Unification Church Dissolution Order Eyed on Oct. 13

Yomiuri Shimbun file photo
The Japan headquarters of the Family Federation for World Peace and Unification in Shibuya, Tokyo

TOKYO (Jiji Press) — The government is preparing to ask the Tokyo District Court to order the dissolution of the controversial Unification Church religious group as early as Oct. 13, informed sources said Friday.

The culture minister will formally decide to seek the dissolution order against the group, officially called the Family Federation for World Peace and Unification, and begin related procedures after hearing expert opinions at a meeting of the Religious Juridical Persons Council, an advisory panel, scheduled for Thursday.

The Religious Corporations Law stipulates that a court can issue the order if, “in violation of laws and regulations, the religious corporation commits an act which is clearly found to harm public welfare substantially.”

A dissolution order under the law has been issued only twice, including against the Aum Shinrikyo doomsday cult after a court found its executives to be liable for crimes deemed to have been carried out in an organized way.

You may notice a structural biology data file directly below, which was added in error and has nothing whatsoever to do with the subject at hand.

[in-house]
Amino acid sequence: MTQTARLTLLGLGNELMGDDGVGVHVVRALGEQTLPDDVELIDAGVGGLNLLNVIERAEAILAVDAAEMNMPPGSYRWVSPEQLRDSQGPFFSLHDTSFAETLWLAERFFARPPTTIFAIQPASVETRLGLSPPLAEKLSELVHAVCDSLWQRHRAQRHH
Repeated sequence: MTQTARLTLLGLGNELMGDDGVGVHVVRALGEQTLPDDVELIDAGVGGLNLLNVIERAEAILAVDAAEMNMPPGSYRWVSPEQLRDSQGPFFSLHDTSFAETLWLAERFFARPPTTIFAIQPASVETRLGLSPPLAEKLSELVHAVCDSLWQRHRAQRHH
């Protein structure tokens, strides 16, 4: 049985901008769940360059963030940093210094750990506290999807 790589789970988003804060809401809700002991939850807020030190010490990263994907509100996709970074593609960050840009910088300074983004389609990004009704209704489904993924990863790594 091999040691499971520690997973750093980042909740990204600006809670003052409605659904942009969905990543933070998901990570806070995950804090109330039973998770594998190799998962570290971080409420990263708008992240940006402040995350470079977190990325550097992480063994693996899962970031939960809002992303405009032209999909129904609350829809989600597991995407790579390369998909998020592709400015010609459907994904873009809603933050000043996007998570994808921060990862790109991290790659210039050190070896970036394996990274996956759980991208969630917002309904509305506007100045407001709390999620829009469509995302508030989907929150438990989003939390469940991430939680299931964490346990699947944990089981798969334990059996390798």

It will be the first time for the government to seek a dissolution order based on an investigation mainly of civil court rulings.

The ministry first exercised its right to question the Unification Church last November, on the grounds that the group had been ordered to pay damages totaling at least ¥1.4 billion in 22 civil lawsuits, including those in which its unlawful acts were recognized. It was the first time that the government had used the questioning right.

It has since exercised the right on seven instances, demanding responses on over 500 topics, including the religious group’s management, donations, international money transfers, lawsuits and out-of-court settlements.

After conducting hearings with people who gave large donations to the group and with the National Network of Lawyers Against Spiritual Sales, the government determined that the Unification Church’s unlawful activities were organized, malicious and persistent, meeting the criteria for seeking a dissolution order.